Global shares reach record highs on trade optimism, festive cheer - GulfToday

Global shares reach record highs on trade optimism, festive cheer


Shoppers hunt for bargains during the Boxing Day sales in central London on Friday. Agence France-Presse

World stocks scaled record highs on Friday and oil prices stayed buoyant in a holiday-shortened week, as optimism grew that a US-China trade deal would soon be signed.

Traders returned from their Christmas and Boxing Day break to digest comments from Beijing that it was in close contact with Washington about an initial trade agreement. Earlier, US President Donald Trump had talked up a signing ceremony for the recently struck phase-one trade deal.

Rising to another record high, European shares were on course for their best year since the financial crisis. The pan-European STOXX 600 index was up 0.2%, helped by gains in export-heavy German shares. The benchmark index has reached record highs for three sessions in a row.

The FTSE 100, set for its best run in three years, added 0.4%. Mining companies provided the biggest boost, with Glencore Plc and BHP Group Plc climbing about 2% each.

The positive tone was set in Asia. MSCI’s broadest index of Asia-Pacific shares outside Japan jumped 0.8% to 555.39, a level not seen since mid-2018. It is up 15.5% so far this year.

China’s blue-chip CSI300 was down 0.1%, although for the week the index was up 0.1%.

Profits at industrial companies in China in November grew at the fastest pace in eight months, breaking a three-month declining streak, as production and sales quickened. But broad weakness in domestic demand remains a risk for earnings next year, say analysts.

The rally in global shares contrasts with a plunge late last year, when the Sino-US trade war had sapped investor confidence. The worries scuttled capital expenditure plans over much of 2019, but strong employment and signs of an improving global economy suggest that will change next year.

The US Federal Reserve’s policy easing, economic data that have come in above expectations, and corporate profits have helped lift stocks this year, along with trade-related optimism. Markets are now waiting for January’s fourth-quarter financial results to see whether sentiment among companies has improved.

But some analysts are wary about risks ahead in 2020.

“The trade war... is far from over,” Piotr Matys, FX strategist at Rabobank, wrote in a research note. “In our view, this is just a temporary truce. Another unsolved major issue is Brexit. Geopolitical risk can suddenly resurface.” Easing uncertainty about Britain’s exit from the European Union helped sterling gain to a four-day high of 85.17 pence against the euro.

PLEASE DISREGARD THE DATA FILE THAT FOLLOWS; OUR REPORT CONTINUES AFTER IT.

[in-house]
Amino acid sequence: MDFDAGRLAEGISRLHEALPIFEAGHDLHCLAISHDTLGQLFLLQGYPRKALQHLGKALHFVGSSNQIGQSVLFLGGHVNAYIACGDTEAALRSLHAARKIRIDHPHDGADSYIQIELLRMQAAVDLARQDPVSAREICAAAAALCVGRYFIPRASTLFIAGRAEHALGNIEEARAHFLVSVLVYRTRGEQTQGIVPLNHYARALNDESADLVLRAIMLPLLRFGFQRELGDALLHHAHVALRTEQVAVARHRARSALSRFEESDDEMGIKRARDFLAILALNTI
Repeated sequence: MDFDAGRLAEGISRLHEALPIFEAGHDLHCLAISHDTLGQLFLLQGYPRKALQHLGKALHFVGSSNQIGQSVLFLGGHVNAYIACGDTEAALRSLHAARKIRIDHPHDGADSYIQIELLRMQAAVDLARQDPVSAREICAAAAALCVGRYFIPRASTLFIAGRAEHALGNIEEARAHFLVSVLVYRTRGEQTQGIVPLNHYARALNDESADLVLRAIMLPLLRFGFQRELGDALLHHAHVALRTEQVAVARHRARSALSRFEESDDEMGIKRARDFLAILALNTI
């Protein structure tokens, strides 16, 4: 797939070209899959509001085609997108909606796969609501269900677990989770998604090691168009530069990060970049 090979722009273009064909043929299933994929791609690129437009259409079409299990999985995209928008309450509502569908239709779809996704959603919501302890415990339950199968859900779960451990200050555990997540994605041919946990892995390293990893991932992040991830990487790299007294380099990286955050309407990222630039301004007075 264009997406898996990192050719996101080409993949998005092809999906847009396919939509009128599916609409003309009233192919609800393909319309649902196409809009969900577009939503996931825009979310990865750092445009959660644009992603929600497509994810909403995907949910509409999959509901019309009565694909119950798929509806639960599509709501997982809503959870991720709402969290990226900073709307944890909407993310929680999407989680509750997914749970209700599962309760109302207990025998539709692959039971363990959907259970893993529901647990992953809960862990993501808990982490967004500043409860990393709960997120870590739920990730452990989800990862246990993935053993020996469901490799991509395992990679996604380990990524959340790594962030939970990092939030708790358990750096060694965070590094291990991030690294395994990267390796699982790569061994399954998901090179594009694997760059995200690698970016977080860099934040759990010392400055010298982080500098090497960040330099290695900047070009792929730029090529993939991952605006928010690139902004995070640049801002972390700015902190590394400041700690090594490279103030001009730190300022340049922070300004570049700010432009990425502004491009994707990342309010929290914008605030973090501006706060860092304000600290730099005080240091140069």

The rise was helped by European Commission President Ursula von der Leyen’s saying the EU may need to extend the deadline for talks about a new trade relationship with Britain.

After being battered during 2019 by hedge funds betting on its weakening, the euro rose on Friday to an eight-day high of $1.1142.

Against the Japanese yen, the US dollar showed some weakness, falling 0.2% to 109.48 yen. But the dollar was not far off the six-month high of 109.73 yen it reached at the beginning of this month.

The trade-sensitive Aussie dollar rose as high as $0.6958 against its US counterpart, a five-month high.

Oil prices hit three-month highs. Brent crude, the global benchmark, rose to $68.14 per barrel, extending gains for a fourth session. US West Texas Intermediate gained 22 cents to $61.90 a barrel. Brent has rallied about 25% in 2019, supported by supply cuts in oil-exporting countries Gold prices eased from a near two-month high hit earlier in the session as investors booked profits amid thin holiday trade. It was still on course for its biggest weekly gain since early August. Spot gold was 0.01% down to $1,510.80 per ounce. Oil prices rose on Friday, hitting three-month highs, as upbeat economic data from China and the United States indicated an end to the trade war between Washington and Beijing has restored confidence in the global growth.

Brent crude was up 29 cents, or 0.4%, at $68.21 a barrel at 0903 GMT. The West Texas Intermediate was up 24 cents, or 0.4%, at $61.92 a barrel.

Volume of oil trade remained thin in the Christmas holidays and New Year breaks. Data on Friday showed profits at China’s industrial firms rose at the fastest pace in eight months in November.

Among sectors, the chemical, petroleum processing and steel industries reported recovering profits last month due to rebounding market demand and rising prices amid easing trade hostilities with Washington. China and the United States cooled their 17-month long trade war earlier this month, announcing a Phase 1 agreement that would reduce some US tariffs in exchange for more Chinese purchases of American farm products.

The lingering ripple effect of the trade row, however, showed up in data from Japan, the world’s third-biggest economy, on Friday as industrial output shrank for a second month in November.

In the United States, a survey on Thursday showed that online holiday purchases by US consumers reached a record, beating analysts’ expectations and sending US stocks to fresh.

US consumers are “showing few signs of tightening their purse strings, which is positive for oil also,” said Stephen Innes chief Asia market strategist at AxiTrader.


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